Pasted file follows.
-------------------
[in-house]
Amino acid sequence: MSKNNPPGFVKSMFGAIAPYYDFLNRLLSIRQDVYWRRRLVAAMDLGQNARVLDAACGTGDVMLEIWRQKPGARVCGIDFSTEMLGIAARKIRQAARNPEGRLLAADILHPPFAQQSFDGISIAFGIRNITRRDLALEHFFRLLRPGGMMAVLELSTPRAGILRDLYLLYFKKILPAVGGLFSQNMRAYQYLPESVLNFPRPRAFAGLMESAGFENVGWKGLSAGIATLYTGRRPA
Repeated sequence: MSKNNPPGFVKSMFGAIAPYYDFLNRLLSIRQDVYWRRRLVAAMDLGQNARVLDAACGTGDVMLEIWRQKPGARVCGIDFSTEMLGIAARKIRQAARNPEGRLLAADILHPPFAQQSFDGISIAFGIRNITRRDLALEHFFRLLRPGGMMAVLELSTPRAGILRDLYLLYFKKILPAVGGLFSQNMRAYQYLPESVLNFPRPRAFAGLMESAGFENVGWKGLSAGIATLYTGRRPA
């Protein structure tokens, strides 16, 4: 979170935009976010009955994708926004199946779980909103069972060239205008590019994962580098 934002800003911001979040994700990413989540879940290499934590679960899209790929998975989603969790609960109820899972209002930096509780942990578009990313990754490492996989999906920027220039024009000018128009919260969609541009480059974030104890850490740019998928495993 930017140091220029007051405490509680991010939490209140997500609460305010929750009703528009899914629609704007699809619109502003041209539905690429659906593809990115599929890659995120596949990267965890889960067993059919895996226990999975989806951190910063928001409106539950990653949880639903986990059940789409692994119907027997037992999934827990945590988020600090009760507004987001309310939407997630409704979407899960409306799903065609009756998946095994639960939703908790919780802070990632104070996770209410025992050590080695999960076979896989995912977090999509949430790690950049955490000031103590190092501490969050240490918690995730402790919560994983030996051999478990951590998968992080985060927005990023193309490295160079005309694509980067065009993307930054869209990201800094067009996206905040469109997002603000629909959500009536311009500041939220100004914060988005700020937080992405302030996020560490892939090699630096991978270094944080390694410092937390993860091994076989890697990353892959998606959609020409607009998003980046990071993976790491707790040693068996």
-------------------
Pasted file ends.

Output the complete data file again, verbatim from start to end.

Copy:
[in-house]
Amino acid sequence: MSKNNPPGFVKSMFGAIAPYYDFLNRLLSIRQDVYWRRRLVAAMDLGQNARVLDAACGTGDVMLEIWRQKPGARVCGIDFSTEMLGIAARKIRQAARNPEGRLLAADILHPPFAQQSFDGISIAFGIRNITRRDLALEHFFRLLRPGGMMAVLELSTPRAGILRDLYLLYFKKILPAVGGLFSQNMRAYQYLPESVLNFPRPRAFAGLMESAGFENVGWKGLSAGIATLYTGRRPA
Repeated sequence: MSKNNPPGFVKSMFGAIAPYYDFLNRLLSIRQDVYWRRRLVAAMDLGQNARVLDAACGTGDVMLEIWRQKPGARVCGIDFSTEMLGIAARKIRQAARNPEGRLLAADILHPPFAQQSFDGISIAFGIRNITRRDLALEHFFRLLRPGGMMAVLELSTPRAGILRDLYLLYFKKILPAVGGLFSQNMRAYQYLPESVLNFPRPRAFAGLMESAGFENVGWKGLSAGIATLYTGRRPA
């Protein structure tokens, strides 16, 4: 979170935009976010009955994708926004199946779980909103069972060239205008590019994962580098 934002800003911001979040994700990413989540879940290499934590679960899209790929998975989603969790609960109820899972209002930096509780942990578009990313990754490492996989999906920027220039024009000018128009919260969609541009480059974030104890850490740019998928495993 930017140091220029007051405490509680991010939490209140997500609460305010929750009703528009899914629609704007699809619109502003041209539905690429659906593809990115599929890659995120596949990267965890889960067993059919895996226990999975989806951190910063928001409106539950990653949880639903986990059940789409692994119907027997037992999934827990945590988020600090009760507004987001309310939407997630409704979407899960409306799903065609009756998946095994639960939703908790919780802070990632104070996770209410025992050590080695999960076979896989995912977090999509949430790690950049955490000031103590190092501490969050240490918690995730402790919560994983030996051999478990951590998968992080985060927005990023193309490295160079005309694509980067065009993307930054869209990201800094067009996206905040469109997002603000629909959500009536311009500041939220100004914060988005700020937080992405302030996020560490892939090699630096991978270094944080390694410092937390993860091994076989890697990353892959998606959609020409607009998003980046990071993976790491707790040693068996």